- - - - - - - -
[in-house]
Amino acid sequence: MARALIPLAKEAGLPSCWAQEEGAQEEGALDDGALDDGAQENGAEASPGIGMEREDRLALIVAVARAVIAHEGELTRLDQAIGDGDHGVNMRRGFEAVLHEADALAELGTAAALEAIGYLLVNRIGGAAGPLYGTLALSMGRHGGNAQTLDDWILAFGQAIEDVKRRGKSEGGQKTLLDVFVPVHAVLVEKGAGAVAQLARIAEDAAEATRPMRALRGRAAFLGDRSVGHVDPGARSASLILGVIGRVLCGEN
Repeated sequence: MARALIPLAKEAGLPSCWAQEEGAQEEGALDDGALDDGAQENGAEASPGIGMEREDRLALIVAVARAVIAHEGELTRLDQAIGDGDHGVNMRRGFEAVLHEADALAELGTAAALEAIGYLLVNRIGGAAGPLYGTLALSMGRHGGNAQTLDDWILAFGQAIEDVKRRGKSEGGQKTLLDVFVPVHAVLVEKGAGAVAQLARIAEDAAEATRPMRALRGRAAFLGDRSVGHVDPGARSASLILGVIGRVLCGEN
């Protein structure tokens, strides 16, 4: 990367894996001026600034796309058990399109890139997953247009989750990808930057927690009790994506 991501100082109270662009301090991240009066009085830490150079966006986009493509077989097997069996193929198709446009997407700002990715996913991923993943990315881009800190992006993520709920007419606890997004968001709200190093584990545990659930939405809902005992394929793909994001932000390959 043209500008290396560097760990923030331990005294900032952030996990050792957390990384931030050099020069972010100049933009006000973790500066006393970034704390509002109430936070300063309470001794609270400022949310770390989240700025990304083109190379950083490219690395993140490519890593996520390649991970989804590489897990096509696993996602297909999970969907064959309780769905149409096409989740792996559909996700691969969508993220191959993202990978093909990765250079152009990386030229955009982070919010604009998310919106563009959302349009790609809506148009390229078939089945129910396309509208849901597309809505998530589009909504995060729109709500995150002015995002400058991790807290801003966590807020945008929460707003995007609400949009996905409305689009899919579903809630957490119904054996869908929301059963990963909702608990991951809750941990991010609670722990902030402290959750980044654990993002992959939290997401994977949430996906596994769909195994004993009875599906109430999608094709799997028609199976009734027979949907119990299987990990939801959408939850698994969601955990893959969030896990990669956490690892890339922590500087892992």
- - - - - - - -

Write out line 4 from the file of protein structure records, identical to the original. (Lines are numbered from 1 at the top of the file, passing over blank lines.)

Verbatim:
């Protein structure tokens, strides 16, 4: 990367894996001026600034796309058990399109890139997953247009989750990808930057927690009790994506 991501100082109270662009301090991240009066009085830490150079966006986009493509077989097997069996193929198709446009997407700002990715996913991923993943990315881009800190992006993520709920007419606890997004968001709200190093584990545990659930939405809902005992394929793909994001932000390959 043209500008290396560097760990923030331990005294900032952030996990050792957390990384931030050099020069972010100049933009006000973790500066006393970034704390509002109430936070300063309470001794609270400022949310770390989240700025990304083109190379950083490219690395993140490519890593996520390649991970989804590489897990096509696993996602297909999970969907064959309780769905149409096409989740792996559909996700691969969508993220191959993202990978093909990765250079152009990386030229955009982070919010604009998310919106563009959302349009790609809506148009390229078939089945129910396309509208849901597309809505998530589009909504995060729109709500995150002015995002400058991790807290801003966590807020945008929460707003995007609400949009996905409305689009899919579903809630957490119904054996869908929301059963990963909702608990991951809750941990991010609670722990902030402290959750980044654990993002992959939290997401994977949430996906596994769909195994004993009875599906109430999608094709799997028609199976009734027979949907119990299987990990939801959408939850698994969601955990893959969030896990990669956490690892890339922590500087892992």